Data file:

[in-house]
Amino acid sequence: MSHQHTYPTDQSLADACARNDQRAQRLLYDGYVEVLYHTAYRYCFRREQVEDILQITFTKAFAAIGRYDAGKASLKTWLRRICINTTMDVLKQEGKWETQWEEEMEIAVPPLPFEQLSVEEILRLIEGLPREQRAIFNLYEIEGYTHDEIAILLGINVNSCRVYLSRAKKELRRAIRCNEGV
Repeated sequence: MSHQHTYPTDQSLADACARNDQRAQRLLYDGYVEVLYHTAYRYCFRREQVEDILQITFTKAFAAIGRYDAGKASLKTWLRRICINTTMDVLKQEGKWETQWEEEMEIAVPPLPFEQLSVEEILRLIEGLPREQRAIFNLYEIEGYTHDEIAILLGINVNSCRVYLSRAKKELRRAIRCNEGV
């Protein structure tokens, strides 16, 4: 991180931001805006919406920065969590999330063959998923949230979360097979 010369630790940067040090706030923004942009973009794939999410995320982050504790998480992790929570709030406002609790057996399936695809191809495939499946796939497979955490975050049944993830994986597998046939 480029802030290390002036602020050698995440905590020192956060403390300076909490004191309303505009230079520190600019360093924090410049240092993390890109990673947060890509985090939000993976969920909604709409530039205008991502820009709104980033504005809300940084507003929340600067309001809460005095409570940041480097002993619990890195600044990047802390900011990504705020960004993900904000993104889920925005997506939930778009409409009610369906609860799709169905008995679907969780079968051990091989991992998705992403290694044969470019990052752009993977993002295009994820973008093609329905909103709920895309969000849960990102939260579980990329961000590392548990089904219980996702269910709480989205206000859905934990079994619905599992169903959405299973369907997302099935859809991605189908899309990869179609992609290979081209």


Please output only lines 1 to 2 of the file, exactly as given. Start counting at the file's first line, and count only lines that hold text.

[in-house]
Amino acid sequence: MSHQHTYPTDQSLADACARNDQRAQRLLYDGYVEVLYHTAYRYCFRREQVEDILQITFTKAFAAIGRYDAGKASLKTWLRRICINTTMDVLKQEGKWETQWEEEMEIAVPPLPFEQLSVEEILRLIEGLPREQRAIFNLYEIEGYTHDEIAILLGINVNSCRVYLSRAKKELRRAIRCNEGV